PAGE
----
This summer, the U.S. Supreme Court will consider how to interpret the 1986 Computer Fraud and Abuse Act, a key data protection law. The court’s decision could criminalize common but technically prohibited computer-related conduct, put limitations on a powerful law that punishes insider data theft and abuse like exchange hacks, or come down somewhere in the middle.
At issue in United States v. Van Buren is the interpretation of a provision of the CFAA, [18 U.S.C. § 1030(a)(2)(C)], which makes it a federal crime to “access a computer without authorization or exceed authorized access,” and “thereby obtain information from any protected computer.” To “exceed authorized access” means “to access a computer with authorization and to use such access to obtain or alter information in the computer that the accesser is not entitled so to obtain or alter.”
The case was initiated by a Georgia police officer, Nathan Van Buren, who was authorized to access and search a police database for law enforcement purposes but instead accessed that database to identify a person in exchange for payment by a private citizen. Van Buren was charged criminally with a violation of the CFAA.
Van Buren argued that “accessing [information] for an improper or impermissible purpose does not exceed authorized access as meant by” the CFAA. The government argued that “a defendant violates the CFAA not only when he obtains information that he has no ‘rightful’ authorization whatsoever to acquire, but also when he obtains information ‘for a nonbusiness purpose.’”
Van Buren was convicted at trial of violating the CFAA. On appeal, his conviction was upheld by the Eleventh Circuit Court of Appeals based on United States v. Rodriguez, which holds that a person with access to a computer for business reasons “exceed[s] his authorized access” when he “obtain[s] ... information for a nonbusiness reason.”
Not all circuit courts of appeal interpret that provision of the CFAA the same way. The First, Fifth, Seventh and Eleventh Circuits have imposed liability where an authorized person accesses data on a system with authorization and exceeds that authorization by obtaining information for an improper purpose. The Second, Fourth and Ninth Circuits have ruled a person violates that portion of the CFAA only if he accesses information on a computer that he is prohibited from accessing for any reason.
Van Buren’s appeal asks the U.S. Supreme Court to decide on this split and determine “[w]hether a person who is authorized to access information on a computer for certain purposes violates [the CFAA] if he accesses the same information for an improper purpose.”
What's at stake
Resolving this conflict is important.
The position taken by the Eleventh Circuit may protect crypto users in case of insider theft. For example, if an insider at a crypto exchange has the right to access customer data or private keys and uses that access for an improper purpose (i.e. to sell that data on the dark web), that insider could be charged under the CFAA and subject to criminal penalties.
However, it has been argued this interpretation could criminalize common conduct such as operating "March Madness" betting pools on employer-owned computers in violation of company policies, and activities that are not illegal but are contractually prohibited such as lying about your height on an online dating site in violation of the website’s terms of service.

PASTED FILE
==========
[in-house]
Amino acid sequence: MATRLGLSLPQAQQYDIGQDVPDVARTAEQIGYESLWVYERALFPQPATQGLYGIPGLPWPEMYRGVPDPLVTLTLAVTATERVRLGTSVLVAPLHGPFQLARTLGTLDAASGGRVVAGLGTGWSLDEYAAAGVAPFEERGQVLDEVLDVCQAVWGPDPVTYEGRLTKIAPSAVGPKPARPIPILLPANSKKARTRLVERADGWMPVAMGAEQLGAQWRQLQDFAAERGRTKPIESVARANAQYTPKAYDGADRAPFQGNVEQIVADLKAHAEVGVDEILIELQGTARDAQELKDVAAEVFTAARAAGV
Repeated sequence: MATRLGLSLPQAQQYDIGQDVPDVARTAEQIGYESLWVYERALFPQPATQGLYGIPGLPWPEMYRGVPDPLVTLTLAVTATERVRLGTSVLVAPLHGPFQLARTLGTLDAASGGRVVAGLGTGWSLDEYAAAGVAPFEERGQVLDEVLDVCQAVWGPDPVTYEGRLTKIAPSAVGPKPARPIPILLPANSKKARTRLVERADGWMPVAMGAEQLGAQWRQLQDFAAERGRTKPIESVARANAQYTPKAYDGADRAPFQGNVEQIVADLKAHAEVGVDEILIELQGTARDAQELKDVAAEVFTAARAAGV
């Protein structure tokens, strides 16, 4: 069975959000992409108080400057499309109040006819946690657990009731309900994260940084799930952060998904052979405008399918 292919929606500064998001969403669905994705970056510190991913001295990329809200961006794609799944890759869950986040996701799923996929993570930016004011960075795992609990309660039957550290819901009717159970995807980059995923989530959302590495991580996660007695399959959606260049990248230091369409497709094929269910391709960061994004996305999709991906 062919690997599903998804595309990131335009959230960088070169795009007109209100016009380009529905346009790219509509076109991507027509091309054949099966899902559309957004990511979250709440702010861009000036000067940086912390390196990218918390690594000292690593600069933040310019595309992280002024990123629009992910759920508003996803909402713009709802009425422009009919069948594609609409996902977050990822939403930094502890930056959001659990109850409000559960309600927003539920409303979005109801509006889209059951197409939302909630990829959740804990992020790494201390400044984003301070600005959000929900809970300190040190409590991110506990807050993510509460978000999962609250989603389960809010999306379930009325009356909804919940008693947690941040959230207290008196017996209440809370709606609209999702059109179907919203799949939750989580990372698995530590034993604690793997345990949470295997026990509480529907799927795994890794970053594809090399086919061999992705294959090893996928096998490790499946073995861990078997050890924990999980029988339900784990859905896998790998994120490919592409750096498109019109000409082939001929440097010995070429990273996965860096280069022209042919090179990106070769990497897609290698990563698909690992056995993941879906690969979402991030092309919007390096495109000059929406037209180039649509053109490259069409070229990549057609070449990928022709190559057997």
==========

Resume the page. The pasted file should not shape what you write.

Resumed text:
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This broad interpretation has been attacked in Van Buren as problematic from a constitutional perspective on the grounds that it can transform a violation of a private agreement into a criminal offense and raise due process issues.
Under this broader interpretation, intermediaries such as exchanges or custodians that grant insiders access to valuable information may attempt to protect themselves and their information by updating their policies to expressly prohibit insiders from using that information for any non-business purpose. These companies may also seek to confirm that their insurance policies cover any potential violations.
The narrower interpretation promoted by Van Buren would limit the application of the CFAA to access without authorization, regardless of use. This interpretation restricts the application of criminal penalties to conduct that is more like “traditional” hacking, and may reduce the possibility that minor violations of boilerplate agreements could be treated as federal crimes. This interpretation could limit claims against insiders who have the authority to access data and use that data for an improper purpose.
The CFAA can be a powerful weapon against hackers. It could allow civil parties to sue and enable prosecutors to seek criminal penalties, including potential incarceration of violators for up to five years. Limitations on the CFAA’s reach could deprive prosecutors of a tool to punish data breaches and insider attacks.
Like many other computer-related federal laws, the CFAA pre-dates the modern internet and is showing its age. Although there may be reason to suggest a modernization of the law to better fit the current internet- enabled business world, courts, parties and prosecutors alike continue to rely on the CFAA to protect computers, data and online assets. A variety of industries and interests, including the crypto world, should await the court’s verdict with interest. The outcome could have big implications for the cryptocurrency industry, which increasingly relies on legally enforceable privacy rights and the power of the law to ensure that intermediaries properly secure their customer’s digital assets.